By late 1961 (or possibly early 1962) a sunburst color option was added, and in at least one Fender publication it was referred to as “Shaded Sunburst”.
In the course of 1963 the spacing of the two position dots at the 12th fret became narrower.
The profile of the neck gradually became fuller and more rounded, most noticeably towards the end of 1963. The Fender label on the headstock gained a patent number (PAT 2,573,254) in the middle of 1961.
In particular is a widely distributed photograph of an (implied) original sunburst Musicmaster that has appeared in many of the popular GPI books. In the case of any alleged custom color Fender, believe ONLY what you can see and verify with your own eyes.
The second version of the 3/4 scale Fenders are distinguished, like all Fender guitars of that period, by the transition from maple necks to rosewood fretboards; by the introduction of new colors, and by terrific quality control and attention to detail.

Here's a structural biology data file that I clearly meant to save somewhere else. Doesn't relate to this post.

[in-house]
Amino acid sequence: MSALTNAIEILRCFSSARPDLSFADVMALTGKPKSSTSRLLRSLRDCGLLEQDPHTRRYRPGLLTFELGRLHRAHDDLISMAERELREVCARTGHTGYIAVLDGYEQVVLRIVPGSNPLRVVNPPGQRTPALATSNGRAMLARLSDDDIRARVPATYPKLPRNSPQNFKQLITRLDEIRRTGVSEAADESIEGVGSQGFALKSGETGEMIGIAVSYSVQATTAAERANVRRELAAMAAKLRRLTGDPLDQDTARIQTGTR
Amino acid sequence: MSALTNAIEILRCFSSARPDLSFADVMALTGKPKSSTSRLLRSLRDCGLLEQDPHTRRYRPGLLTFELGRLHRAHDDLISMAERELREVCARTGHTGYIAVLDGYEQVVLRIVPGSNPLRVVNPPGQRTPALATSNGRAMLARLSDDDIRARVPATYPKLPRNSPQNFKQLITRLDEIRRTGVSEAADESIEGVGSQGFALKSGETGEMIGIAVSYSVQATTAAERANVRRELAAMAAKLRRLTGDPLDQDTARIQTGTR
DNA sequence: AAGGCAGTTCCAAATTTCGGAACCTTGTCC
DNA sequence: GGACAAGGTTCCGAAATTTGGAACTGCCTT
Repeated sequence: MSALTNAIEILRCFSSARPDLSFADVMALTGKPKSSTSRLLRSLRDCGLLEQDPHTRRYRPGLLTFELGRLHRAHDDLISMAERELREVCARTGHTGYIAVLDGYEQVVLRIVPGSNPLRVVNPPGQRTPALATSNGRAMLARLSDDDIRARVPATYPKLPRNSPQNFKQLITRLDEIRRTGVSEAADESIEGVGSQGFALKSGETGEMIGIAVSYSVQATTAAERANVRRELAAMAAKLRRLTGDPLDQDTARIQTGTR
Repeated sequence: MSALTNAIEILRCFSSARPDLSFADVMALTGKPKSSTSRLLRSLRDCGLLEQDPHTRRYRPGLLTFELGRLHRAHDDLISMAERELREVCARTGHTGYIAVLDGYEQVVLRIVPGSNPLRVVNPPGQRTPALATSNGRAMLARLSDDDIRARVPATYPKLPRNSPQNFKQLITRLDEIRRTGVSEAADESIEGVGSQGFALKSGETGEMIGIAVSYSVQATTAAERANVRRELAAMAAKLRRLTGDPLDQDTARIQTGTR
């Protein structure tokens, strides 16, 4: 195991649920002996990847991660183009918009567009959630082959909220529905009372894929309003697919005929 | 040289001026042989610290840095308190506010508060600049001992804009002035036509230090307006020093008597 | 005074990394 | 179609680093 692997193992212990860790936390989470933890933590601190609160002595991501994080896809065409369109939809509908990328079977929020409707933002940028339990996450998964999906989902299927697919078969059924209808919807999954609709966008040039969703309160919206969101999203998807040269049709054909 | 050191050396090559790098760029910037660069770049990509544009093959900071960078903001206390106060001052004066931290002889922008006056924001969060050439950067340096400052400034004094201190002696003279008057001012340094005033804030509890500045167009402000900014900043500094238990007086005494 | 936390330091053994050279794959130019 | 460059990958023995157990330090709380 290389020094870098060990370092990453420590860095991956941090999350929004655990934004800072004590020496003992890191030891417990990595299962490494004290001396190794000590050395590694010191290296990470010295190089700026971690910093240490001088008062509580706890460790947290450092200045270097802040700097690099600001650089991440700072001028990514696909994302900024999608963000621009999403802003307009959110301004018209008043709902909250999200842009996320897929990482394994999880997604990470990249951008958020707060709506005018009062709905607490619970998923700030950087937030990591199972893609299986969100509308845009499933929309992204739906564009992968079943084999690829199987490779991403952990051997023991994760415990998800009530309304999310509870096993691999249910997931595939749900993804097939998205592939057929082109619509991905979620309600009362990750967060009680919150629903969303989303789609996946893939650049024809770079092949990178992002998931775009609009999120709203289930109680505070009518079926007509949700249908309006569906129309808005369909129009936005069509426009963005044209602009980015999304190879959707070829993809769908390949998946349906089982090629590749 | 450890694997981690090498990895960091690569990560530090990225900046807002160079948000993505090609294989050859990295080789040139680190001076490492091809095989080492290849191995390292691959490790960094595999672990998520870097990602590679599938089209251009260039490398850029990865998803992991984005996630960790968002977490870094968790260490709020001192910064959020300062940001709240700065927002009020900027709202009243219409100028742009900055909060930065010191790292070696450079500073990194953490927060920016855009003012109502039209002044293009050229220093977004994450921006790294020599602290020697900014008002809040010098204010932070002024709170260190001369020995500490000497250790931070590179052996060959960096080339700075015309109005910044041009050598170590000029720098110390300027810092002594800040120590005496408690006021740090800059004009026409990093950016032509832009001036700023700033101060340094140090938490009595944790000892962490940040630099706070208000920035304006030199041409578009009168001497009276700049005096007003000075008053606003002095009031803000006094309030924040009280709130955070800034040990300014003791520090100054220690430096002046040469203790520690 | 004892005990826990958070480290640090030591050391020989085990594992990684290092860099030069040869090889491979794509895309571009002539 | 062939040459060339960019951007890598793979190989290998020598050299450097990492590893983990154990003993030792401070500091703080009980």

They next released the Precision Bass, and followed that up with the Stratocaster.
While all this was going on, Fender refined and added to their amplifier and steel guitar line as well.
The solid steel saddles were replaced with the threaded style saddles.
The anodization became a bit thicker and somewhat more durable on the pickguard.
By all accounts the research and development of Fender’s 3/4 size guitars (the one pickup Musicmaster and the two pickup Duo-Sonic) went very quickly.